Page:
The journey toward UHC is incredibly complex and important. The COVID-19 pandemic has highlighted the already-existing gaps in the health sector, reinforcing how essential it is to establish well-functioning health systems.
Ms. Joelle Mumley
UHC affects and is affected by every aspect of the health sector and beyond. It will ultimately only be achieved with interventions on the national, regional and continental levels. While integration and cooperation across national and regional barriers are necessary, ultimately, each country will require its own unique set of innovative solutions. We need guidance and helpful frameworks from the African Union level, integration and collaboration at the regional level, and wise leadership and effective strategy at the national level.
Governments across the world are embarking on this UHC journey and no two journeys will look exactly the same. It is important, therefore, to think of how UHC should be implemented on a national, regional and continental level. Although regional and continental bodies have a significant role to play in achieving UHC, the vast majority of the workload will inevitably fall on the shoulders of those at the national level. The African continent is incredibly diverse and achieving UHC will require country-specific approaches and implementation strategies.
Each African nation has its own unique history, political systems, cultures and languages, so there is no reason to think that healthcare would be an exception. From Ghana (which is the only country in the world to use revenue from value added tax to help fund their journey toward universal health coverage) to Namibia (which still struggles with the heavy burden of the HIV/AIDS epidemic) to Uganda (which has made steps toward universal health coverage, but has a significant way to go), each region and country has its own set of advantages and challenges.
African nations must look carefully at their own economic situation, create strategies that provide the most cost-effective solutions and look for potential sources of funding. It is also up to each country to decide the timing of their journey toward UHC. Depending on competing priorities, such as political or economic instability or security threats, UHC may need to be on a slower timeline than some might hope. Countries like Libya or Somalia, for example, cannot expect to prioritise UHC when more fundamental challenges need to be solved first. Countries will also need to decide how to structure their UHC design. This is an essential but incredibly challenging task because of the complex and far-reaching nature of its implementation. Successfully achieving UHC will touch every aspect of healthcare and beyond, including ministries of finance, infrastructure development and education.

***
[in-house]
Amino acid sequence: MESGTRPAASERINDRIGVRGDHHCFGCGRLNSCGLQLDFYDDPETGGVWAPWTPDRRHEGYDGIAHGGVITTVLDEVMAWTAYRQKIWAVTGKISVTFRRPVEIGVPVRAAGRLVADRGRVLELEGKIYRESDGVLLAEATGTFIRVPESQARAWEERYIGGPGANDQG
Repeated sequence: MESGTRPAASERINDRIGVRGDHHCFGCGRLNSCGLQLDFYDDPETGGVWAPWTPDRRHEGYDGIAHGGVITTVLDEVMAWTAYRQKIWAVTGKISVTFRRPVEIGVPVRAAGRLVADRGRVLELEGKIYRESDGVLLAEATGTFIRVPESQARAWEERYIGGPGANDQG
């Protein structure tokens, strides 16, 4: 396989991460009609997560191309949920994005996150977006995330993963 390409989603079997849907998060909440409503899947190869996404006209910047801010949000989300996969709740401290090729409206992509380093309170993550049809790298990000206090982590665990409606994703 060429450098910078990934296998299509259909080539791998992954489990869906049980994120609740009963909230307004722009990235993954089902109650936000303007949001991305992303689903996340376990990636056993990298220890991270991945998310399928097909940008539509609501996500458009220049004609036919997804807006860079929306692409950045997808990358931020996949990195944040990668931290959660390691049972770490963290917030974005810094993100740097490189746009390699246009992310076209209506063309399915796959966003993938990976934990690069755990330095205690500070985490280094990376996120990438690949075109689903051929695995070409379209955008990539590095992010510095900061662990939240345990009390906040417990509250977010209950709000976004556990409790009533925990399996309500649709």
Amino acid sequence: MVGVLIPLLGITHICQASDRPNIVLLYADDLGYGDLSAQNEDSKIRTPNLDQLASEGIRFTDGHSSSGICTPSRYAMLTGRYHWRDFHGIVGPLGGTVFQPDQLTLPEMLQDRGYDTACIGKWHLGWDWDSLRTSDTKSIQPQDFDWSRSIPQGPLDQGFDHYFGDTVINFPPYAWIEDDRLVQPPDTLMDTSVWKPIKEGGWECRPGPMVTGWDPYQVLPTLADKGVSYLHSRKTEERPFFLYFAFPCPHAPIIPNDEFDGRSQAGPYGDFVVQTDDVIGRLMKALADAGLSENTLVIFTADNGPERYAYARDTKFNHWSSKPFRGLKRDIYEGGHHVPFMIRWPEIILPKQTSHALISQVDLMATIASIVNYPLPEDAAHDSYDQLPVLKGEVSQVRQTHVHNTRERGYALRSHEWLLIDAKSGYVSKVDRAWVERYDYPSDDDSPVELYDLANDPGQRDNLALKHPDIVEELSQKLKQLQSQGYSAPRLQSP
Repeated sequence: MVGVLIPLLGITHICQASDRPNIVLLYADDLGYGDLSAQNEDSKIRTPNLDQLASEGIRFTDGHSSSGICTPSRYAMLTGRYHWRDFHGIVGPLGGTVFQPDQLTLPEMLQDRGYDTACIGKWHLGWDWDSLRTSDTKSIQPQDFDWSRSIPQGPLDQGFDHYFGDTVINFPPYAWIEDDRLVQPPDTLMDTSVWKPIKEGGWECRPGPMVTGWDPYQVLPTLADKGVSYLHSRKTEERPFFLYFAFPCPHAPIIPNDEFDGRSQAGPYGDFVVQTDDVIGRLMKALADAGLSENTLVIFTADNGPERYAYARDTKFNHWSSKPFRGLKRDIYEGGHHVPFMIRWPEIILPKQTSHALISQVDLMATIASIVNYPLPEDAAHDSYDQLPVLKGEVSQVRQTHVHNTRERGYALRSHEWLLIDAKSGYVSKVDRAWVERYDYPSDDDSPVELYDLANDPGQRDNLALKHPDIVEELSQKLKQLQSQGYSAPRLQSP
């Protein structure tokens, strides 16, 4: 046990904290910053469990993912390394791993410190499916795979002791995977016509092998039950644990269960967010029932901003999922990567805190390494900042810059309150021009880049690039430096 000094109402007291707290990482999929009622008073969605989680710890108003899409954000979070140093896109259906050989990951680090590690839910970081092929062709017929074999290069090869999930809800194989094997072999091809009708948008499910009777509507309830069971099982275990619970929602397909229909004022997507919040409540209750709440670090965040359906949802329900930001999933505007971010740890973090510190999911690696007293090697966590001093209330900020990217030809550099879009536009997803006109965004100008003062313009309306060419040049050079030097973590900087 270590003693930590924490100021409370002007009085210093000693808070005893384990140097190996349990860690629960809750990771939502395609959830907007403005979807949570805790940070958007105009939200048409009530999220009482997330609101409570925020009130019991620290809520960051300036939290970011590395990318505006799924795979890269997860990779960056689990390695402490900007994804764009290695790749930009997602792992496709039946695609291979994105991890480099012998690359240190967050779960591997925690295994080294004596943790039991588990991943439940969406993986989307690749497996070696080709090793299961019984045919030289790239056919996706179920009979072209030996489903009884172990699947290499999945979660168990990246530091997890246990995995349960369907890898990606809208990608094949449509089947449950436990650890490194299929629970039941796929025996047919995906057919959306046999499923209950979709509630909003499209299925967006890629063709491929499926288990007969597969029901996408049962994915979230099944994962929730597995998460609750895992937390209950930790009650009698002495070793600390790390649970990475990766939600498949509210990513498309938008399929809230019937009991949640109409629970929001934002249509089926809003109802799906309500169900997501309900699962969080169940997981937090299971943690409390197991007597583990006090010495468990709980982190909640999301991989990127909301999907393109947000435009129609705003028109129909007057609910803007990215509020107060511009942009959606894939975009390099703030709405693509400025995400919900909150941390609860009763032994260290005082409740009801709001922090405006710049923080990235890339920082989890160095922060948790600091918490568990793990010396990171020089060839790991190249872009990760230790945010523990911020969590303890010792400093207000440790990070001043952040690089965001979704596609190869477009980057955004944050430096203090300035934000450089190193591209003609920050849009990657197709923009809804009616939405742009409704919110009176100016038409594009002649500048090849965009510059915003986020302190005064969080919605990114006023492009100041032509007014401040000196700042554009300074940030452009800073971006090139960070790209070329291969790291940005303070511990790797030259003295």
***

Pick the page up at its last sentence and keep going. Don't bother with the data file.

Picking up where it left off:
Ghana is often cited as the most prominent and successful example of UHC in Africa. The country has started its journey towards achieving UHC using income from VAT to fund its efforts. While they have achieved a national buy-in and consensus on the importance of UHC, they have still struggled when it comes to deciding on the details of implementation. A roadmap established in July of 2019 has the potential to result in further progress. Other countries can and should look to the example of Ghana (or even beyond the African continent to places like Japan, for example) as a reference, but any attempts to replicate or imitate without adaptation to each country’s unique context will only result in solutions that don’t effectively address the actual challenges.